An E. coli host with chromosomally encoded IncP1transfer genes containing a czc marked IncP1 plasmid (pDN705) proved an excellent vehicle for studying plasmid transfer in soil microcosms. Intergeneric transfer of heavy metal resistance genes was strongly stimulated in heavy metal polluted soil. With this system the positive effects of the czc cassette on bacterial growth and survival in heavy metal polluted soils was clearly demonstrated.
The recirculating stream microcosm proved to be an excellent laboratory model for examining plasmid transfer in river epilithon at a wide range of temperatures. This system will be a useful tool for predicting both the transfer of recombinant genes and survival of GEMs in rivers with organisms which cannot be released into the environment. Many natural, large, conjugative epilithic plasmids were capable of retro capturing a small recombinant plasmid. Thus retrotransfer is a probable mechanism for the capture of recombinant genes from GEMs by natural bacterial populations.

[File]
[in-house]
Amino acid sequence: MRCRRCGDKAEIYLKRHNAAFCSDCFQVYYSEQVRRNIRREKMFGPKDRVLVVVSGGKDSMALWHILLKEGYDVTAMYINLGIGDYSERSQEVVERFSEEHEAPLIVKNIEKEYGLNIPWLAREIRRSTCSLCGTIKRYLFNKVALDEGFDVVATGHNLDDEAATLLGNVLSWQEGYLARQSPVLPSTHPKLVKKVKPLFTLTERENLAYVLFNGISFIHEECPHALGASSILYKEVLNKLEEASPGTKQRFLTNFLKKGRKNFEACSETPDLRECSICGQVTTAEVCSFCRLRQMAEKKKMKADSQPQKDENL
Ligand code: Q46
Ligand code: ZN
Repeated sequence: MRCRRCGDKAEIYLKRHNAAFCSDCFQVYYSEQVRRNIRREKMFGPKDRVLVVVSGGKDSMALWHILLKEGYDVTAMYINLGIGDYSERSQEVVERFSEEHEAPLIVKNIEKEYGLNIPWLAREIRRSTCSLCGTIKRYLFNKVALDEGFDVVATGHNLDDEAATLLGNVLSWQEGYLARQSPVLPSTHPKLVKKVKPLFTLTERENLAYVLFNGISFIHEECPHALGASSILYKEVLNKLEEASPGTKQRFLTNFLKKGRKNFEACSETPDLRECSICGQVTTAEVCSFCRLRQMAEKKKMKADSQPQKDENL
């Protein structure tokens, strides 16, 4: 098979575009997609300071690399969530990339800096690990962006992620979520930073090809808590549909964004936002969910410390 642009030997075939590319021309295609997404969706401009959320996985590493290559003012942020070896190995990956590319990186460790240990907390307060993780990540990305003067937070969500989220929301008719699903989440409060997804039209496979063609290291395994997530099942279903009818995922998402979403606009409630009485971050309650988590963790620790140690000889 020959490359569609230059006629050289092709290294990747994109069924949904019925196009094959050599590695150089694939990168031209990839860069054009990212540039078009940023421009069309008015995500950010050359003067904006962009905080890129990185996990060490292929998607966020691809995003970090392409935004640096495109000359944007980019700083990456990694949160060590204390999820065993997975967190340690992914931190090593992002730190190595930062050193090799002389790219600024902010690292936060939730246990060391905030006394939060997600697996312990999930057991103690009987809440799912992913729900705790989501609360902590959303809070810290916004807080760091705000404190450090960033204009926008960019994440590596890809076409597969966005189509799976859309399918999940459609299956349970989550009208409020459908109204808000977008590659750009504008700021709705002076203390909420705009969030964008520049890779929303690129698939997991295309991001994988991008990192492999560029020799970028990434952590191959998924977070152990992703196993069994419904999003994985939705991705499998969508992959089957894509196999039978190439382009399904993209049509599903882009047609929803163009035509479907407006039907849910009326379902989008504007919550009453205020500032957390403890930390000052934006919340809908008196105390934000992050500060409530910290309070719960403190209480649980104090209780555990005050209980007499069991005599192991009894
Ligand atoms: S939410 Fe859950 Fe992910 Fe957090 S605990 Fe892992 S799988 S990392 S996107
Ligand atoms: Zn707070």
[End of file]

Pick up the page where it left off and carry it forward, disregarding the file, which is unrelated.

A restriction assay based on comparisons of plasmid transfer rates and stability of RP4 and a RP4::miniMu cointegrate proved very efficient at describing the restriction status of many natural soil and water bacterial isolates. The restriction status of many fluorescent pseudomonads was shown to affect the transfer proficiency of a natural epilithic plasmid in situ and in laboratory experiments. Surprisingly most natural P. putida were restriction negative.
The Mud(lac)-marker has proven to be very useful in ecological studies of survival and mobility with plant growth promoting pseudomonads.
Mutants of plant growth promoting pseudomonads with an impared survival were isolated (sss) and could be used as containment systems.